The sense of a story, however, marks the beginning of an awareness of providence.  What does it mean?  It means that our stories take their place in God’s story.  We take our part in the weave and dance of God’s story. T here is no story apart from him, the great poet/maker of all stories and things.


We don’t know the inner workings of the mind of Ruth or, for that matter, of your great-grandmother’s mind, to discern what moved them to do what they did.  We only know the unfolding of the consequences which, shall we say? so providentially followed.  How God overrules or better, rules in and through the seemingly chance events of our world and day is equally inexplicable.  Sometimes we only see one thing by itself and don’t see it as part of the whole story.  Sometimes we are so much a part of the story that we fail to know it as such.  The fact of God’s will ruling in and through all things both in heaven and earth only becomes clearer afterwards, even if only much later afterwards.


We begin to learn the providence of God through story, especially the stories of the Bible, stories that unveil the greater story of God’s providence within which we, too, take our part.  Jesus Christ is the visible mind of providence himself, the will that wields the world.


What would seem less providential than Judas’ betrayal, or Peter’s denial? Yet the first was the occasion of Christ’s passion by which we are all redeemed; and the second brought it about that the Church, founded on Peter, was founded on penitence, not heroism; and so, though we are not heroes, there is hope for us all, for we can all repent.  (Austin Farrer)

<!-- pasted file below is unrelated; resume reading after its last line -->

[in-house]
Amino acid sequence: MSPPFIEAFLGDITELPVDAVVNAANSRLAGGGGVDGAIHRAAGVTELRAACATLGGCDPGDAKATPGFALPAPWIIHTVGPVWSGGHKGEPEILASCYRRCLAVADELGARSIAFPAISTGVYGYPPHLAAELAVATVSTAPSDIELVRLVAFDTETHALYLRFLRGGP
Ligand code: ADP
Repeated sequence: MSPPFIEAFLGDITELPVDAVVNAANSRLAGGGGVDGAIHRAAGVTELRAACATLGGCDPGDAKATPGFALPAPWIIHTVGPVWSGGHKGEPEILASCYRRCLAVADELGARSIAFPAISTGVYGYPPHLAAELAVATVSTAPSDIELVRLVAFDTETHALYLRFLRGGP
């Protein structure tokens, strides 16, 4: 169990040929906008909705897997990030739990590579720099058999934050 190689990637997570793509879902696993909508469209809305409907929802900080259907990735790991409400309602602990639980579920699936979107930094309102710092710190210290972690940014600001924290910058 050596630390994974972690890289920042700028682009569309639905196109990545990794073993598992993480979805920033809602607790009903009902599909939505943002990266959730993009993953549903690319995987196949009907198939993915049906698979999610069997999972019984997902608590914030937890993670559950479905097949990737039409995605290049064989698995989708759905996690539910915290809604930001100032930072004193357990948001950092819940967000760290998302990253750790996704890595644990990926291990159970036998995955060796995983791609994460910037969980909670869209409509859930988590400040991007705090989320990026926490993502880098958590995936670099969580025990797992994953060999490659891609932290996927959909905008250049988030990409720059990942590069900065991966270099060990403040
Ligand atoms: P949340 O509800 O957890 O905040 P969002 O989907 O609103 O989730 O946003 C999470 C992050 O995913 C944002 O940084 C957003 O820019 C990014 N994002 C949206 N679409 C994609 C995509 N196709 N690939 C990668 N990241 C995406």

In all of this, there is no manipulation of events, no outward form of coercion, but rather the simple working of God’s Word and Will in and through all things.  What we are shown is how we are saved.  The mind of Christ, unveiling the story of endless and eternal love, is extended to us.  Our story is drawn into his story.  He is the one who tells us God’s story by writing it in our lives, even as he has lived it in our flesh.  He has come to do the will of him who sent him.  The mind of providence is made visible to us in the Son of God.


To read the mind of providence is also to begin to write, to be in our lives texts which tell of God’s providence, stories which celebrate the providence of God, songs which sing the praises of providence.  It is to know who we are: that, as today’s epistle puts it, “you have received a spirit of sonship, in which we cry aloud Abba, Father, the Spirit himself bearing witness with our spirit, that we are children of God: and if children, then heirs, heirs of God, and fellow-heirs with Christ: if so be that we suffer with him, that we may also be glorified with him”.  What we shall read, that shall we write, only then we shall be that good and glorious fruit of which today’s gospel speaks.  “Not every one that saith unto me Lord, Lord, shall enter into the kingdom of heaven; but he that doeth the will of my Father which is in heaven”.  We shall write in our own lives what we have read of the mind of providence made visible to us in the Son of God.  That is itself a providence.


“I have come to do the will of him who sent me”